Japan's core machinery orders fell a seasonally-adjusted 8.2 percent in September from the previous month to 738.6 billion yen (9.48 billion U.S. dollars), marking the first decline in two months, a Cabinet Office report showed on Thursday.
The government's figure for September which excludes volatile shipbuilding and power-companies, came in higher than the median market forecast for a 7.1 percent decline in the recording period and comes on the heels of an 11.0 percent rise in August, the data showed.
The fall in September's core machinery orders suggests that corporate capital spending has eased following post-quake reconstruction orders for machinery declining, as a slowdown in global economic growth, uncertainty in the Eurozone and persistently strong yen also weigh on corporations' willingness to spend.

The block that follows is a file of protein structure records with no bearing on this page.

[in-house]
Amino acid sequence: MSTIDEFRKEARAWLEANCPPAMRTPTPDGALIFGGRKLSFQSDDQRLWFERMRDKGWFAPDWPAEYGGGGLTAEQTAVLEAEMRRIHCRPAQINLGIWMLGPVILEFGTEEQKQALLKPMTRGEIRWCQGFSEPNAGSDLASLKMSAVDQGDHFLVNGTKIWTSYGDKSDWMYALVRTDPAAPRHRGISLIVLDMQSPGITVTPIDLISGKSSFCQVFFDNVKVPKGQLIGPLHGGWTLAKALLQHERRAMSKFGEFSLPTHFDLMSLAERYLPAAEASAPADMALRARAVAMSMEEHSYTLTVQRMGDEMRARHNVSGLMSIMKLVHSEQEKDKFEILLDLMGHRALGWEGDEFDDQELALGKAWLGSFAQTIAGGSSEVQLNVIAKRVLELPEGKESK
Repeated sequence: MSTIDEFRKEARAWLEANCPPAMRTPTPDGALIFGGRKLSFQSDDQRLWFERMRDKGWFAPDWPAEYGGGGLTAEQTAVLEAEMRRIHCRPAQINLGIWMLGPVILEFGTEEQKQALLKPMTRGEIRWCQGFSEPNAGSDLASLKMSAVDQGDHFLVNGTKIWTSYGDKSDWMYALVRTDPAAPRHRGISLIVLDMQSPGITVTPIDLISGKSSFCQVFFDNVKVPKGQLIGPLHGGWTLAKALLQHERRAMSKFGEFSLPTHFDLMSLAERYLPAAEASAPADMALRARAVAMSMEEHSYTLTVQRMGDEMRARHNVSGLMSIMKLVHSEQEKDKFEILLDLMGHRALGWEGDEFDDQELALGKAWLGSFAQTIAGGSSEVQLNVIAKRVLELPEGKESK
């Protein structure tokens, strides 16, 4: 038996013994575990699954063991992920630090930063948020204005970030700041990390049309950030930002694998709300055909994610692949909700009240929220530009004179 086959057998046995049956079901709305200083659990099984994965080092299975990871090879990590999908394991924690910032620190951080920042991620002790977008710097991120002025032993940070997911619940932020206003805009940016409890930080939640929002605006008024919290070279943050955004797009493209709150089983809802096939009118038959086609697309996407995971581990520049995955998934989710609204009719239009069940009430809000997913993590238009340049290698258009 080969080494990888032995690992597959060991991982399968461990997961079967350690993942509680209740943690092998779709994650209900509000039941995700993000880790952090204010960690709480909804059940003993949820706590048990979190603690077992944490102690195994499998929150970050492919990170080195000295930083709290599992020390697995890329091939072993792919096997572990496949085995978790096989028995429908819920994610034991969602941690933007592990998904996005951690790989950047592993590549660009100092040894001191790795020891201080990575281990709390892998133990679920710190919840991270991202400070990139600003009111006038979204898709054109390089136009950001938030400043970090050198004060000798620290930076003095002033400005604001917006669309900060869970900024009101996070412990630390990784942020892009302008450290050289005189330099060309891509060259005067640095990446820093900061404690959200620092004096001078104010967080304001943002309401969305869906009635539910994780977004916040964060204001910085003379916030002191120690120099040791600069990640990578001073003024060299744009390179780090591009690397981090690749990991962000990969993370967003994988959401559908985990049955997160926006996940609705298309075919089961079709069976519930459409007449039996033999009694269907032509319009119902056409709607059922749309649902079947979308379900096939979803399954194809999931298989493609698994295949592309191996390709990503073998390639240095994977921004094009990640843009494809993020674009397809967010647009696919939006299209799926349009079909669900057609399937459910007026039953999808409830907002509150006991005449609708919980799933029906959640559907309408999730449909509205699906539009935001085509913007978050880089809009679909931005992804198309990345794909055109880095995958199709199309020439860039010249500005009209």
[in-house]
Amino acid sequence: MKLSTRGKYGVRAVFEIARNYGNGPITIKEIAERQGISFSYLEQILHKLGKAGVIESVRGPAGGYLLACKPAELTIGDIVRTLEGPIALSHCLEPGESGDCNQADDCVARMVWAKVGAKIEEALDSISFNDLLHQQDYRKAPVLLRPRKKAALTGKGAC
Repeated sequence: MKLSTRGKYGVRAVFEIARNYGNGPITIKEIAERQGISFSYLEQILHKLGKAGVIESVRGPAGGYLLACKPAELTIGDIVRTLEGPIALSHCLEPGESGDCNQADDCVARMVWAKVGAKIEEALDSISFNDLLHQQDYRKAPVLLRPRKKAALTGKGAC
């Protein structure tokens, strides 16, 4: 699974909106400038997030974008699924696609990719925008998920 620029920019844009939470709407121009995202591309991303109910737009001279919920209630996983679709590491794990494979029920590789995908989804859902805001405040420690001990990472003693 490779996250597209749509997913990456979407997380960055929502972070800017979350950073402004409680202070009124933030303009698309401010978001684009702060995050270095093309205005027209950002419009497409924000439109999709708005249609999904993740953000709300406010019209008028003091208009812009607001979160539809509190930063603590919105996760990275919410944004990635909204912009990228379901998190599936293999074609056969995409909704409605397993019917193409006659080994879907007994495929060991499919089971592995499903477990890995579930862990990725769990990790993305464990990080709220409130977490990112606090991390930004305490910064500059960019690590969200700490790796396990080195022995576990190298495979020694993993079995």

On an unadjusted basis core orders rose 9.8 percent in September, the government report showed and in the July-September quarter the cabinet office said that core orders increased 1.5 percent from the previous three months, marking the third straight quarter of gains.
Based on the latest figures, the government said that orders are now "moving sideways."
Machinery orders are a key advance indicator for corporate capital spending and the government uses the data to predict the strength of business spending in a six to nine month period ahead and such business investment accounts for roughly 15 percent of Japan's gross domestic product.
Types of machinery included in the monthly government survey comprise engines and turbines, heavy electrical machinery, electronic and communication equipment, industrial machinery, machine tools, railway rolling stock, road vehicles, aircraft, ships, water crafts, as well as sub types in the aforementioned categories.